Stephanie Stent arched her thin eyebrows. “You left out the bits about the enormous deficit, shocking mortality figures, plummeting morale, whistleblowing scandals and recent imprisonment of your finance director,” she said.

“To be fair, Tony’s voyeurism never affected his professional performance,” replied Plackard. “But let’s look at the positives. Take primary care: it’s a long time since any of our practices got a poor CQC rating.”

Dr David Rummage made a choking noise. “Only because the inspectors are too scared to visit them anymore,” he said.

Liz Wanhope raised a hand: “This isn’t getting us anywhere,” she said. “Did you have a suggestion, Martin?”

Plackard did.

Independent findings

“I have commissioned a respected independent consultancy to conduct a review of the CCG, focusing particularly on the performance of the board,” he said.

“Really?” said Wanhope doubtfully. “That doesn’t sound like a very good idea to me.”  

“What better way could there be to demonstrate that the board is confident, has nothing to fear and is totally committed to transparency?” asked Plackard.

“But we have everything to fear,” said Rummage.

Plackard shook his head. “Obviously we will set the parameters of the review to ensure that the findings are both fair and robust. I fully expect it to conclude that Blithering faces a number of challenges, but that the board is working tirelessly for the local population, has already taken significant steps and aims to make further great progress in the near future.”

Mission uncritical

Stephanie Stent snorted. “No one will believe it if you publish a whitewash,” she said.

“You’re absolutely right, Stephanie,” agreed Plackard, “which is why for the sake of authenticity the report will be highly critical of some minor aspect of the CCG, such as the frequency of meetings. The press will love it, but no one else will care because that’s what all CCGs do. Meanwhile it will divert attention away from more serious areas of underperformance.”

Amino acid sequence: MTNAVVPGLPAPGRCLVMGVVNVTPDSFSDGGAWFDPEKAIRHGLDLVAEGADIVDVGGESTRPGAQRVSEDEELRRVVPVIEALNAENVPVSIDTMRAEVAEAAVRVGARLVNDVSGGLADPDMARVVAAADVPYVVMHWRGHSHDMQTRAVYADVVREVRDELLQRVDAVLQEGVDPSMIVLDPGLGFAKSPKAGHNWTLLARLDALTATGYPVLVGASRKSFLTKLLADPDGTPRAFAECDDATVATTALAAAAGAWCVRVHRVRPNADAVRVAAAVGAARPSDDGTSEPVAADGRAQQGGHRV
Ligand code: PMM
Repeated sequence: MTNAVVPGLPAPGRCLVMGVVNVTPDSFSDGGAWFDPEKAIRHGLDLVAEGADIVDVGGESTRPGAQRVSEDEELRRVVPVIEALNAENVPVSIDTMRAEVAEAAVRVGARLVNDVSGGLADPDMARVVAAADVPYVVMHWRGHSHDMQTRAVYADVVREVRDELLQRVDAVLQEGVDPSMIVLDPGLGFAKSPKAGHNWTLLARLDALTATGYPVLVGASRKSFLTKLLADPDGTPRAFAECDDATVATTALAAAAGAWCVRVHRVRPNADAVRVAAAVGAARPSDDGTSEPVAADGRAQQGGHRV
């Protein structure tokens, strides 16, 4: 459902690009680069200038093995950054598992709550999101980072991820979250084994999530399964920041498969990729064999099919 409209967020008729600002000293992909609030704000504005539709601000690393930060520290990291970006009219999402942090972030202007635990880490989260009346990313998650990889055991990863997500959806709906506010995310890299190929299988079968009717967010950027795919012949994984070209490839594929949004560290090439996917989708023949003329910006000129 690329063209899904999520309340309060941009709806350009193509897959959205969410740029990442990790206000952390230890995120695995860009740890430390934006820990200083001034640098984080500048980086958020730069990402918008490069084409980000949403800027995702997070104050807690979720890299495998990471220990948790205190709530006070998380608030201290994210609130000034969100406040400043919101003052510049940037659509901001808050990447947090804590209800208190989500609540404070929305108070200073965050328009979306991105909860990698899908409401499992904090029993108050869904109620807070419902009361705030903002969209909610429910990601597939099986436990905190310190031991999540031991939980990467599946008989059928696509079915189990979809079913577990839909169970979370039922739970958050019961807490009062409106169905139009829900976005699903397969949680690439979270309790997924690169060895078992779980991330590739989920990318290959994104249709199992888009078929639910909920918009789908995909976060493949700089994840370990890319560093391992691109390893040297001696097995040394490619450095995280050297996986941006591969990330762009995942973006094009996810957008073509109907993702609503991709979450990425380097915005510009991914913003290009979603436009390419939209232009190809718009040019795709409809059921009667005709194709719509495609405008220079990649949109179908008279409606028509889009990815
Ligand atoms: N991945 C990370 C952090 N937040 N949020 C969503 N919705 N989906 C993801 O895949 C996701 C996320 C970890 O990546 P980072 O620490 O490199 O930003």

Even Stent looked impressed. “Not bad,” she said. “How long will it take the consultants to do the review?”

Packard slid a small document from his pile of meeting papers. “I have a summary of the findings here,” he said. “No point in wasting money on the full report. We’ll just release this under protest after the HSJ puts in an FOI request. Now if you’ll excuse me, I have a rumour to start.”

The mood was considerably lighter as Plackard hurried out and the primary care lead arrived with the afternoon tea.

Spool’s wrong turn

“Where’s Professor Bumble?” asked Rummage gloomily, when he met Plackard in the vaping area.

“Oh, he left hours ago,” said Plackard.

“Probably to buy more shares in IT companies run by his mates,” said Rummage.

“I don’t think Professor Spool will trouble us for a while,” said Plackard. “He was still a little confused when he left. He may have misunderstood the directions I gave him because I saw him turn right onto the dual carriageway.”

Rummage frowned. “You mean…”

“Yes,” said Plackard gravely, “straight into the oncoming traffic, I’m afraid.”

Editor: Julian Patterson

@jtweeterson
julian.patterson@networks.nhs.uk

 
Judy Aldred
Judy Aldred says:
Aug 11, 2017 08:46 AM

Oh my - that took a dark turn! Trouble is these spoofs are usually close to the mark! Will be glued to the news today.

Julian Patterson
Julian Patterson says:
Aug 11, 2017 09:45 AM

Obviously no relation to reality, Judy. No fictional characters were harmed in the making of this episode.Professor Spool will be safely back at his hotel trying to work out how to use the trouser press.